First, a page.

It can be very depressing for you if you have been diagnosed with prostate cancer and as a result of your treatment, have to combat impotence as well. You have feelings of inadequacy and feel as if you have lost your manhood.
Prostate cancer treatment has been known to cause impotence. This is because the prostate gland is in close proximity to the nerves that control and enable erection and any nerve damage sustained during surgery or radiotherapy can cause penile dysfunction. You should therefore discuss about the chances of developing impotence with your oncologist before you start your prostate cancer treatment.
Fortunately, many of the impotence cases that are caused by prostate cancer treatments are only temporary. Normal erections do return within 6-12 months. Even so this is a long time to be impotent and many men worry how their inability to have sex will affect their relationships. If you are diagnosed with prostate cancer and your chosen form of treatment is known to affect the functioning of the penis, then you must talk to your partner and explain that it is what you want to do. You really should have little to worry about as most partners would prefer you to be alive and impotent than not alive at all.
There are drugs available that can cause an erection and these can be prescribed until normal functioning returns. Talk to your doctor about this and find out if there are any side effects from taking the tablets.
Alternatively you and your partner can find other ways to pleasure each other so that sexual intercourse is no longer the main part of your sex life.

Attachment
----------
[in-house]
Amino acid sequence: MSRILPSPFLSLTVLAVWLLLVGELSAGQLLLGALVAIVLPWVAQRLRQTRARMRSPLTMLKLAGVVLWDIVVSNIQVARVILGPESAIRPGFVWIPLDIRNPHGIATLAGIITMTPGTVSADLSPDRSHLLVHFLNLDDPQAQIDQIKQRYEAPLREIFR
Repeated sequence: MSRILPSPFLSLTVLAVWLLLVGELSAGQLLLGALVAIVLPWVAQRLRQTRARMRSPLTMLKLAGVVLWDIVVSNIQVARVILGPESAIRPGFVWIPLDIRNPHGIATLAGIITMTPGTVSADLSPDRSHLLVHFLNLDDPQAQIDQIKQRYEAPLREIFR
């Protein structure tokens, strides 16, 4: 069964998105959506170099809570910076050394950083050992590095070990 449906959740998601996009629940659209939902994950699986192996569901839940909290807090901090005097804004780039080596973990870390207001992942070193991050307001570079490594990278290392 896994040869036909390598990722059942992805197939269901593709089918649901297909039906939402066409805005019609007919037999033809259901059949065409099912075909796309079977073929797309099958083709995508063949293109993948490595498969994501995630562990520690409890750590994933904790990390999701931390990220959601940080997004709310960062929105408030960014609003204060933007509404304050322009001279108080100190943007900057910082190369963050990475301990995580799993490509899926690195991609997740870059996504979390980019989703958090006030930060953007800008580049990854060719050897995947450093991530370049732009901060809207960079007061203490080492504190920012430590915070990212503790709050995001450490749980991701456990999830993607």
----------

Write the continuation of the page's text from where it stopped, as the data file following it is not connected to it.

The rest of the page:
In addition to impotence there is a chance that your prostate cancer will also make you sterile. The prostate gland adds the fluid part to semen and so removal of the gland means that ejaculate is no longer produced. This makes it virtually impossible to impregnate a female as the fluid is needed to carry the sperm. This complication should also be a factor when considering which prostate cancer treatment to choose, especially if you are still young and want children in the future.
Sterility is often only temporary with radiation and chemotherapy treatments for prostate cancer however surgery to remove the entire gland will ultimately result in permanent sterility.
Discussing the various options with your partner will help to put things in perspective. Your prostate cancer affects her as much as you. So you should not remain silent about your suffering. It is crucial that you talk about your prostate cancer treatment as you will need her support during this tough period.